• Give something back to the landscape they use, be that via a small percentage of earnings / time / another locally appropriate means.

Once established, this could give providers a useful way of demonstrating to their clients that they are responsible operators and importantly it would be optional and free of the negative connotations of paying for access, whilst still achieving the objectives set out by the Trust. This is only one idea but the initial response from the Trust was one of interest.

How can you get involved?

If you are a provider who uses one of the 21 properties included within the pilot scheme, it is important that you feed back about your experiences of the scheme. You can do this locally by contacting the Trust team at the property involved.  This feedback will be most useful and have a bigger impact if you can give clear examples of how the scheme has impacted you, whether that is positively or negatively.

If you are a provider who uses Trust properties, but outside of the 21 pilot areas the licensing scheme doesn’t apply to you at this stage, but we encourage you to provide feedback to the Trust. The BMC will be regularly providing feedback into the pilot scheme and how it can be improved, hopefully with plenty of real world examples from providers in the pilot areas.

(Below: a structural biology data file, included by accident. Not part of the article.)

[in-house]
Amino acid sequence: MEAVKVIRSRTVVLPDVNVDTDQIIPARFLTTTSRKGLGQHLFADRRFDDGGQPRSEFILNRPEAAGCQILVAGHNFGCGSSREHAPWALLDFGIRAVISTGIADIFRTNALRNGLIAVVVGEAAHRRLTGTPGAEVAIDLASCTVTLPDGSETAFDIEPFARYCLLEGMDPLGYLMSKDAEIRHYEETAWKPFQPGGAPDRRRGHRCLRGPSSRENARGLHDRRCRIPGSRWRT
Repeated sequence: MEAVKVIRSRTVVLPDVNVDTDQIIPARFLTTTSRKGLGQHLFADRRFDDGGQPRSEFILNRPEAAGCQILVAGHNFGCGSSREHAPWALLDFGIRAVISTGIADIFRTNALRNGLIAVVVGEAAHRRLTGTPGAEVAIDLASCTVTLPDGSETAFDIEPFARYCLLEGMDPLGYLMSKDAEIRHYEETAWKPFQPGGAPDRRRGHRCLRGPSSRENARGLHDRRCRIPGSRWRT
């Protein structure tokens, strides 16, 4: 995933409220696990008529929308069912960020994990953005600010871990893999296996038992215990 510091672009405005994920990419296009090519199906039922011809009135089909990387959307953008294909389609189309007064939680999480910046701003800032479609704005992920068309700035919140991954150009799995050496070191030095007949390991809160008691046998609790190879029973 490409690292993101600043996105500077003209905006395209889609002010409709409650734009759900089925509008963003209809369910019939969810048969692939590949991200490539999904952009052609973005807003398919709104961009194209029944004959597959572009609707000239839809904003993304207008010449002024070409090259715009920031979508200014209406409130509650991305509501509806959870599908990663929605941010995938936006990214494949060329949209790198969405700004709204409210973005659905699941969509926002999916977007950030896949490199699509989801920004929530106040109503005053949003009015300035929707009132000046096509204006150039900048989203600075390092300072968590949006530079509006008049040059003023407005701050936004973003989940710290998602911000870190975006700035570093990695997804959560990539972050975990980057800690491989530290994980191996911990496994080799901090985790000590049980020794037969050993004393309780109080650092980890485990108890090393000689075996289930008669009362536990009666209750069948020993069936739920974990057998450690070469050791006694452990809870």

The Trust certainly seems to be open to suggestions at this stage and it is important that we don’t miss the opportunity to feedback on the pilot scheme and positively influence the final version. It can’t be stressed enough how important it will be to have solid case studies to back up the suggestions we make in our feedback, so if you are a climbing or walking provider in one of the 21 areas, in addition to feeding back to the local property team, please let the BMC know any feedback you may have on the pilot scheme by emailing: ntlicensing@thebmc.co.uk.

The 21 Pilot Properties are:

  1. Carding Mill Valley
  2. Ashridge
  3. Alderley Edge portfolio
  4. Wimpole
  5. Killerton
  6. New Forest
  7. Clumber Park
  8. Buckland Abbey
  9. Lake District
  10. Gloucestershire portfolio
  11. Purbeck